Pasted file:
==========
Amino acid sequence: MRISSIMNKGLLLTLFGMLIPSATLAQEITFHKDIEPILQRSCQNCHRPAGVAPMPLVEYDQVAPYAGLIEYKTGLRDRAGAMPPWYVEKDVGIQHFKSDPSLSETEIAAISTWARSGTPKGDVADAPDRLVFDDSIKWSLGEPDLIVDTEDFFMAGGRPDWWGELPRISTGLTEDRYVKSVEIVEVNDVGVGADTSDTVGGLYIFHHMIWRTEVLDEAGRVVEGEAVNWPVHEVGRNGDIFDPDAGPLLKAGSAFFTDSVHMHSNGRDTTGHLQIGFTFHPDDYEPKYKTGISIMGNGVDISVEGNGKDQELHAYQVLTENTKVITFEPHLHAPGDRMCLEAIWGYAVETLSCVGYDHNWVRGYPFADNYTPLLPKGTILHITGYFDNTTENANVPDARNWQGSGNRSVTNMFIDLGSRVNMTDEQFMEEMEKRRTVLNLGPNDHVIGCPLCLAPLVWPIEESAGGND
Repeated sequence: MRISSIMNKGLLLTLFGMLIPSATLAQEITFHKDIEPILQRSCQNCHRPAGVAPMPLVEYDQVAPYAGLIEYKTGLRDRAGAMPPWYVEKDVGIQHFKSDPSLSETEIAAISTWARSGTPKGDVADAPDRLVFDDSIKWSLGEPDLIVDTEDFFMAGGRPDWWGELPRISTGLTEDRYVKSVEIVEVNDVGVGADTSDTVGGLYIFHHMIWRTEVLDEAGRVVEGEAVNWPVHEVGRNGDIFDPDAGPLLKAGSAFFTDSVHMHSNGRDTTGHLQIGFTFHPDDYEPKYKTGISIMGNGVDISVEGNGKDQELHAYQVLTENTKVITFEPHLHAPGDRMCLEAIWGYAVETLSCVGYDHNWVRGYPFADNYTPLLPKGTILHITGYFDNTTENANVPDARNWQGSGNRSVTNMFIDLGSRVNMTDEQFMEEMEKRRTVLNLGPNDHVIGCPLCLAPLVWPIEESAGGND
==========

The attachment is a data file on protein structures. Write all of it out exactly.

Amino acid sequence: MRISSIMNKGLLLTLFGMLIPSATLAQEITFHKDIEPILQRSCQNCHRPAGVAPMPLVEYDQVAPYAGLIEYKTGLRDRAGAMPPWYVEKDVGIQHFKSDPSLSETEIAAISTWARSGTPKGDVADAPDRLVFDDSIKWSLGEPDLIVDTEDFFMAGGRPDWWGELPRISTGLTEDRYVKSVEIVEVNDVGVGADTSDTVGGLYIFHHMIWRTEVLDEAGRVVEGEAVNWPVHEVGRNGDIFDPDAGPLLKAGSAFFTDSVHMHSNGRDTTGHLQIGFTFHPDDYEPKYKTGISIMGNGVDISVEGNGKDQELHAYQVLTENTKVITFEPHLHAPGDRMCLEAIWGYAVETLSCVGYDHNWVRGYPFADNYTPLLPKGTILHITGYFDNTTENANVPDARNWQGSGNRSVTNMFIDLGSRVNMTDEQFMEEMEKRRTVLNLGPNDHVIGCPLCLAPLVWPIEESAGGND
Repeated sequence: MRISSIMNKGLLLTLFGMLIPSATLAQEITFHKDIEPILQRSCQNCHRPAGVAPMPLVEYDQVAPYAGLIEYKTGLRDRAGAMPPWYVEKDVGIQHFKSDPSLSETEIAAISTWARSGTPKGDVADAPDRLVFDDSIKWSLGEPDLIVDTEDFFMAGGRPDWWGELPRISTGLTEDRYVKSVEIVEVNDVGVGADTSDTVGGLYIFHHMIWRTEVLDEAGRVVEGEAVNWPVHEVGRNGDIFDPDAGPLLKAGSAFFTDSVHMHSNGRDTTGHLQIGFTFHPDDYEPKYKTGISIMGNGVDISVEGNGKDQELHAYQVLTENTKVITFEPHLHAPGDRMCLEAIWGYAVETLSCVGYDHNWVRGYPFADNYTPLLPKGTILHITGYFDNTTENANVPDARNWQGSGNRSVTNMFIDLGSRVNMTDEQFMEEMEKRRTVLNLGPNDHVIGCPLCLAPLVWPIEESAGGND